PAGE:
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ERIC Number: EJ1286007
Record Type: Journal
Publication Date: 2021
Pages: 25
Abstractor: As Provided
ISSN: ISSN-1927-6044
Understanding the Most Important Facilitators and Barriers for Online Education during COVID-19 through Online Photovoice Methodology
DoyumgaƧ, Ibrahim; Tanhan, Ahmet; Kiymaz, Mustafa Said
International Journal of Higher Education, v10 n1 p166-190 2021
There are three main research goals in this study including (a) understanding the most important facilitators (support, strength) and complicators (barrier, concern, issues, problems) for online or distance education during COVID-19 from the unique perspective of college students, academicians, and teachers through Online Photovoice (OPV); (b) advocating with the volunteer participants and partners as allies to share the results with the key people and institutions through online avenues to enhance facilitators and address complicators; and finally, (c) investigating participants' attribution of facilitators and complicators based on Ecological Systems Theory (EST) levels. The researchers utilized the adapted Turkish version of OPV to collect and used Online Interpretative Phenomenological Analysis (OIPA) to analyze the data. Community-Based Participatory Research (CBPR) grounded in EST constructed the theoretical framework for the research. In total, 115 participants completed and consented for the study. Sixteen main "facilitator-related themes" emerged, and the five most expressed were having technology (n = 31, 35%), internet (n = 28, 32%), communication (n =18, 20%), emotions (n = 17, 19%), and economic resources (n = 16, %18). Thirteen main complicators"-related themes" emerged, and the five most reported barriers were lacks of technological resources (n = 41, 47%), internet (n = 40, 46%), appropriate learning environments, learning opportunities (n = 32, 36%) appropriate resources for online or distance education (n = 18, 20%), and interaction (n = 14, 16%). Participants attributed the facilitator and complicators to EST levels respectively as follows: individual/intrapsychic factors (84%; 69%), microsystem (45%; 59%), exosystem (36%; 43%), and macrosystem (34%; 44%). The researchers provided practical recommendations. The researchers obtained an institutional review board approval for this study.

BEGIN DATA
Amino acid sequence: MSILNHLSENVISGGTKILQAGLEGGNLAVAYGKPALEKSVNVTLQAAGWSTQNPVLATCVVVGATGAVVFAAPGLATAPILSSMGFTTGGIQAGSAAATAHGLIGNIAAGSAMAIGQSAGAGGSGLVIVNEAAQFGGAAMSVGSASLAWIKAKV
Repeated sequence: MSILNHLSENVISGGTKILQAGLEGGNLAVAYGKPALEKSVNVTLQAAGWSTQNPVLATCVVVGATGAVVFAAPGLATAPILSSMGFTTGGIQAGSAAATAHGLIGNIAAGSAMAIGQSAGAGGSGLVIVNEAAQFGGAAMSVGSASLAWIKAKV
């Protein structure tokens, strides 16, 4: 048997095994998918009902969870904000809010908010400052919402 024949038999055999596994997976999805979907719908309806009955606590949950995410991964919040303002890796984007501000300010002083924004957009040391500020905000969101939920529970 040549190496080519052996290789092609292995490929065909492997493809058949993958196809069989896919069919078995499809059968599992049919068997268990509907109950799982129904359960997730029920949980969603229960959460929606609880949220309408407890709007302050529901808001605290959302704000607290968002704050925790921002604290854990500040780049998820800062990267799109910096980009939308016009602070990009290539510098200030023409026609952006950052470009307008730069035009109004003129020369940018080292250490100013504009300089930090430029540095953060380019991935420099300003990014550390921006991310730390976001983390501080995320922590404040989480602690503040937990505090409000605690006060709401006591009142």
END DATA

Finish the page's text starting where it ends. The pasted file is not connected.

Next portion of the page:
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Publication Type: Journal Articles; Reports - Research
Education Level: Higher Education; Postsecondary Education
Audience: N/A
Language: English
Sponsor: N/A
Authoring Institution: N/A
Identifiers - Location: Turkey
Grant or Contract Numbers: N/A